A time for stalling

A time for stalling

Sarah Shah, reporting on the work of Martin Wikelski, a biologist at Germany’s University of Konstanz and MD of the Max Planck Institute of Animal Behaviour contends that the knowledge gained from the animal tracking system Wikelski oversights will play an important role in “the urgent task of stalling biodiversity loss.”  (Poetry in Motion, by Sonia Shah – Good Weekend, SMH, February 27, 2021)

Stalling. It’s not a word that you hear much these days.  Maybe we need to use it more often.  Or at least feel the effects of it being applied.

To stall is to slow or to cease a process (Wikipedia).   It wasn’t unusual not so many years ago, for an engine to stall.  The worst possible place would be at a traffic intersection.  To hold up other drivers didn’t win you any brownie points.  It rarely happens these days.

But stalling in another context is urgently needed.  And the work of scientists revealing human lifestyle impacts on nature should be enough to stall our behaviour on a number of fronts.

We need to stall:

  1. Our thinking that animals are, as some influential people have claimed “unthinking robots” (Donald R. Griffin) “very skillful but not in cognition” (1)
  2. Our thinking that we are superior to other species giving us carte blanc permission to expand and clear fell forests and bushland for agribusinesses – and by extension extravagant western consumption habits;
  3. The decline in wildlife habitat leading to species loss (2);
  4. The movement of feral species, introduced by humans – into the territories of native plants and animals homelands;
  5. Diversity loss that comes from the overfishing of marine species;
  6. The increasing amounts of waste such as plastic pollution, generated by packaging that ends up polluting land and waterways and oceans;
  7. The increase in atmospheric temperatures from the mining and burning of fossil fuels and the use of internal combustion engines (ICE) (3);
  8. The decline of greenery in towns and cities, leading to heat traps from bitumen and concrete hard surfaces;
  9. The hard paving of the planet leading to increased run-off beyond the capacity of drainage not designed to cope with all the additional residential development;
  10. Human population expansion and constant economic growth on this one finite planet;
  11. Our thinking that the earth owes us a living, rather than us understanding that we owe the earth a daily vote of thanks and gratitude that she has provided us with all the essentials of life (4);
  12. The notion that we can and should retire from being engaged with nature, leaving this for others to be engaged in. Opting out is not an option for any other species, why should it be the case for homo sapiens? Paying taxes in the form of money to carry out environmental repair work, is but a small part of the dues we owe for the privilege of life on earth.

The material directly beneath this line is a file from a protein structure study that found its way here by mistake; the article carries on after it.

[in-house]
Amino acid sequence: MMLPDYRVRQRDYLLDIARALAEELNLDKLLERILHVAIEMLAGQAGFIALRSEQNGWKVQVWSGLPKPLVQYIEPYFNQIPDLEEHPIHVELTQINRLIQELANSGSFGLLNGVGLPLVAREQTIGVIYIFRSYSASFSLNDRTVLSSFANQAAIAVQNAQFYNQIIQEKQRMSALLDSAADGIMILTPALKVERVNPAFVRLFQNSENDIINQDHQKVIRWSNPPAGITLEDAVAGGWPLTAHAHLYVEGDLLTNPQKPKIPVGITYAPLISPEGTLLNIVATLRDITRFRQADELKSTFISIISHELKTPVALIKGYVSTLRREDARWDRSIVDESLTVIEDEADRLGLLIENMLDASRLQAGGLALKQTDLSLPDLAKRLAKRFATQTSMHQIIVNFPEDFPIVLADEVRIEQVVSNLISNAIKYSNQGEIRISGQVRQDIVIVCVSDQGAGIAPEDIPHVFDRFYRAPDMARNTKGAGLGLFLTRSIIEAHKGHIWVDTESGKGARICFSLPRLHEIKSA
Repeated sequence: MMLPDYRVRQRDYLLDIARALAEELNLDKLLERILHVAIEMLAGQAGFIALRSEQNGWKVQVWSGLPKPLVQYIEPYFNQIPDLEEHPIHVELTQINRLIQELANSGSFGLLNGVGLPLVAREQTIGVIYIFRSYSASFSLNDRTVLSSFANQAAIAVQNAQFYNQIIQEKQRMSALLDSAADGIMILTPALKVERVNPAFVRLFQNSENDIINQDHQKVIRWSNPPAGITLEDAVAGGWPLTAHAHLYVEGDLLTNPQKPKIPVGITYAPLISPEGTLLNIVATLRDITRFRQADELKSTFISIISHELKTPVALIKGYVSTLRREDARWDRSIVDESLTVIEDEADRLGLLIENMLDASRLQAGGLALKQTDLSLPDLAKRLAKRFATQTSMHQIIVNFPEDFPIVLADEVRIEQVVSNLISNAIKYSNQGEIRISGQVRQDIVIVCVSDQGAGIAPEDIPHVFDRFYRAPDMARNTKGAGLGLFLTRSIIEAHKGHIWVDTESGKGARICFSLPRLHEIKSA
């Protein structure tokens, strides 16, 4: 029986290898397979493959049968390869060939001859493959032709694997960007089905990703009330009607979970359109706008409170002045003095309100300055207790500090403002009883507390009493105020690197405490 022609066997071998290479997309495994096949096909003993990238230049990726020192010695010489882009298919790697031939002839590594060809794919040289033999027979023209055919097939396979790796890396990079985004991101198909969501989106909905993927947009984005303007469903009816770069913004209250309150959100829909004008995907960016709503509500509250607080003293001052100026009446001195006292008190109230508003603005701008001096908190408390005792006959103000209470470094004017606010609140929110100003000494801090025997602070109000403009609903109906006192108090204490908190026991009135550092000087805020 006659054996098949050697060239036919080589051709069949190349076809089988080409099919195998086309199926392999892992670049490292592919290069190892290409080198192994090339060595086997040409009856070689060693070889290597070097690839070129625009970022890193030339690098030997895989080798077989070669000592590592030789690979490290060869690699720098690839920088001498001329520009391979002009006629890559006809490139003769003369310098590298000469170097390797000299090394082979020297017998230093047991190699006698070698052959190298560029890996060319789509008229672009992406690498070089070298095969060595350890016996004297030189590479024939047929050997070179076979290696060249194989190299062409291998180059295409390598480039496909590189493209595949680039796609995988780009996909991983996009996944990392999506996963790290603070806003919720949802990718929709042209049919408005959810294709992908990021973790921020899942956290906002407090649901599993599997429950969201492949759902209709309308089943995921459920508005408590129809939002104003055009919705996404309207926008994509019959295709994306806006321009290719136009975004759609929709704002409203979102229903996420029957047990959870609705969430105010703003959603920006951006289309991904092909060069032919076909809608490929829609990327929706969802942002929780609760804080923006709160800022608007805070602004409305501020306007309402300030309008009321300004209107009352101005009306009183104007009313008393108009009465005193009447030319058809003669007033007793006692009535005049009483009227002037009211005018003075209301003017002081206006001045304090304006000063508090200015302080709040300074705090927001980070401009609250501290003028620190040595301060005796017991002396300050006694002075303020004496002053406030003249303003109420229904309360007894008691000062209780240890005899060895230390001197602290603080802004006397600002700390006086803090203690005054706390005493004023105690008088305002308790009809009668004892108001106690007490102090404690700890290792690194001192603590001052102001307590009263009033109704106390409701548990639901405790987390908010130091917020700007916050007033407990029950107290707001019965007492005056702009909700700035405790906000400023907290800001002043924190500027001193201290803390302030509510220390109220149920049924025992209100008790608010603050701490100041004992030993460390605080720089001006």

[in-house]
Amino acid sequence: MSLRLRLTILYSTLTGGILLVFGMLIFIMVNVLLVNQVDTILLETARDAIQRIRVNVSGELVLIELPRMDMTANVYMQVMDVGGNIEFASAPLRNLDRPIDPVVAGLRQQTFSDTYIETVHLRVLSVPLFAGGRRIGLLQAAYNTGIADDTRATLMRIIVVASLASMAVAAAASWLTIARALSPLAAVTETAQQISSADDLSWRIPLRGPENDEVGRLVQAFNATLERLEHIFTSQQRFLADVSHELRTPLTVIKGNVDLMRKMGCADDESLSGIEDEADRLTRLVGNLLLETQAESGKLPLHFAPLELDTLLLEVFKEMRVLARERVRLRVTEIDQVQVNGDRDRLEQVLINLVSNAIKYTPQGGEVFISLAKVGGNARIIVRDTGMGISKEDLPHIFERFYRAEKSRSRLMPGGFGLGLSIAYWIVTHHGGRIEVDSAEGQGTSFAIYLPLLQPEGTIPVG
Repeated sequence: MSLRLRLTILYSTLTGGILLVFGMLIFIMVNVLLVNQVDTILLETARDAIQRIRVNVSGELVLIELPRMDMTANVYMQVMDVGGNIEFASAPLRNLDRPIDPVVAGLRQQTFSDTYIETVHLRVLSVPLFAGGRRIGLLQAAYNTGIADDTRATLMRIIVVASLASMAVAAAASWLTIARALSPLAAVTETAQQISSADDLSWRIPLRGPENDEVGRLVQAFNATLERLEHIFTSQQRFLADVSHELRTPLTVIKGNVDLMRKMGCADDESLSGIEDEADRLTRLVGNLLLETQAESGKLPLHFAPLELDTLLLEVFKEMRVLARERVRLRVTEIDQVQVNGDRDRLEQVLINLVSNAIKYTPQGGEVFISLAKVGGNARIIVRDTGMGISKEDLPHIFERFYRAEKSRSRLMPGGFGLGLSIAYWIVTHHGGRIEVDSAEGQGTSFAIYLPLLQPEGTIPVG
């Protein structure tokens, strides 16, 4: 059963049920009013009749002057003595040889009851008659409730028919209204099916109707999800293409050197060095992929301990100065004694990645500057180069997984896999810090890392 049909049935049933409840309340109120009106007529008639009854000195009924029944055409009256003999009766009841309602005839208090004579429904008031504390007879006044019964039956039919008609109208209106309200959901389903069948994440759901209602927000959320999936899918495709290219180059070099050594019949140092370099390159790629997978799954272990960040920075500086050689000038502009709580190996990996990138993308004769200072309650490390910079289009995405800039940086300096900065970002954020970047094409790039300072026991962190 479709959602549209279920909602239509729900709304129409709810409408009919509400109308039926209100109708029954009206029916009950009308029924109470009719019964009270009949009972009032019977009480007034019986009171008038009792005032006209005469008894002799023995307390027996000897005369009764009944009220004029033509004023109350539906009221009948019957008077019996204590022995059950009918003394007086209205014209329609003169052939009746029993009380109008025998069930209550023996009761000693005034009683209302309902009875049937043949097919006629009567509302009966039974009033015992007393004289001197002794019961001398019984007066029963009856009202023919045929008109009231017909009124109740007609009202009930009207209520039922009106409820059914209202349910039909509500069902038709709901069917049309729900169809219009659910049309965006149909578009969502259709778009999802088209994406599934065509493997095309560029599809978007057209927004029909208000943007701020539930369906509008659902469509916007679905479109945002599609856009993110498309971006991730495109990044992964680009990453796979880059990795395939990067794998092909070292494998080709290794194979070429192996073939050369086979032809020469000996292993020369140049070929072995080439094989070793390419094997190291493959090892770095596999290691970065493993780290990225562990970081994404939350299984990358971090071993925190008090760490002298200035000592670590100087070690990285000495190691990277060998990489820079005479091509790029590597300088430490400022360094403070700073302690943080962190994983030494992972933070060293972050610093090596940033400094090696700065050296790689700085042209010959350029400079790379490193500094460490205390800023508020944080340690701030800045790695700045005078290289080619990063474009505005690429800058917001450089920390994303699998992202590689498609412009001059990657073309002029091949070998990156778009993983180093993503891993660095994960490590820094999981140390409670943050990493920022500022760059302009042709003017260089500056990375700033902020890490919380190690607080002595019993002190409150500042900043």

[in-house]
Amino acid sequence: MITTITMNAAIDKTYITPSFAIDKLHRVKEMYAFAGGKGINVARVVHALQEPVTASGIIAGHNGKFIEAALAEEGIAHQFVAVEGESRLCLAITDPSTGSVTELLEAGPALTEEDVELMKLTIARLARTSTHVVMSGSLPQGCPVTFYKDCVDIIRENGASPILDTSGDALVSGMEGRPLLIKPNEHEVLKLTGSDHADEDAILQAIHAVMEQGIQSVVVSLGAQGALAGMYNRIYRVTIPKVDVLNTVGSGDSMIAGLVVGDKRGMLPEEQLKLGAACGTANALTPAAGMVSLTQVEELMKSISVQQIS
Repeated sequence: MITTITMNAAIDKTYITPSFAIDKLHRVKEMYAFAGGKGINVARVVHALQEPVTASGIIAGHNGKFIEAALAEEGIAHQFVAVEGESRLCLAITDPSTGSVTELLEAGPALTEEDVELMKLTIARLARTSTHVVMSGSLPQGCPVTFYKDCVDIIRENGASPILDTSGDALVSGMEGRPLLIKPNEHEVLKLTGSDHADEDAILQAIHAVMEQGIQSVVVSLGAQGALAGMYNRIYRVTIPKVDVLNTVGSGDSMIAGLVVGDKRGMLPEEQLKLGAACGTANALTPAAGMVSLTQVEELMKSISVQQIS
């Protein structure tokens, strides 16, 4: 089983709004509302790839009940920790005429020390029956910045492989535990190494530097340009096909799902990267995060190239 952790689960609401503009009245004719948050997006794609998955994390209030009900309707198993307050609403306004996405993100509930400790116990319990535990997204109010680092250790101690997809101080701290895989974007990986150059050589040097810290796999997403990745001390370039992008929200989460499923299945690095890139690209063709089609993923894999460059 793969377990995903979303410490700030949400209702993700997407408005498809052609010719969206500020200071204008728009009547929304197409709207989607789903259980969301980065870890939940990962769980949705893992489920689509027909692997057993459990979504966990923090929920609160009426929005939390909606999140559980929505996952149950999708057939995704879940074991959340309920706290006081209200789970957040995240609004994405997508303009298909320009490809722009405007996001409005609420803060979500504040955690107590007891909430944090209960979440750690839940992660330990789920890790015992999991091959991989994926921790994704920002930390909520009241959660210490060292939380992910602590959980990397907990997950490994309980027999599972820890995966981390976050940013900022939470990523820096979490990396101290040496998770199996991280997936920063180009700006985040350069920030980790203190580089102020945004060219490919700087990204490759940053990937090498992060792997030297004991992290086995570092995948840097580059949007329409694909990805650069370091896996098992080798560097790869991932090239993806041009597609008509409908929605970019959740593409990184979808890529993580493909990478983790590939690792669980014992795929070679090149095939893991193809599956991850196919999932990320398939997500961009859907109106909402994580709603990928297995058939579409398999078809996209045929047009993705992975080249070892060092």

References and sources:

Poetry in Motion, by Sonia Shah (Good Weekend, SMH, February 27, 2021)

1.That wild species – implicitly treated by many biologists and psychologists as “unthinking robots”, as the zoologist Donald R. Griffin put it – might successfully accomplish superior feats of collective intelligence conflicted with the exceptionalism with which we made sense of ourselves in nature.  As the ecologist Ran Nathan points out, “Many people consider animals very skillful, but not in cognition.”

Tracking studies have revealed the extent of areas being rapidly denuded by the expansion of agribusiness.

Global wildlife tracking could provide similarly revelatory detail on other declining species (of which one is  the Yellow-billed cuckoo), one million of which currently face extinction, according to an assessment by the Intergovernmental Scientific Policy Platform on Biodiversity and Ecosystem Services.  Such knowledge will be of immediate practical utility to the urgent task of stalling biodiversity loss.

Through the pulses of data streaming from the tags to the ICARUS computers, the wild animals tell us “what they feel, what they see,” he says.  “It’s the closest you can really – not talk to, but at least let the animals talk to you.”  What we hear could draw them closer to us, before they slip away.

2.Simultaneously creating sanctuaries in which non-human species can feel safe and be permitted to live free and full lives without having to worry about having their homes knocked down to be over-run by human expansion.

3.Note – 2020 ABC Boyer Lectures with Andrew Forrest.

4.Adopting lifestyles consistent with regenerative ecological  and Circular Economy principles.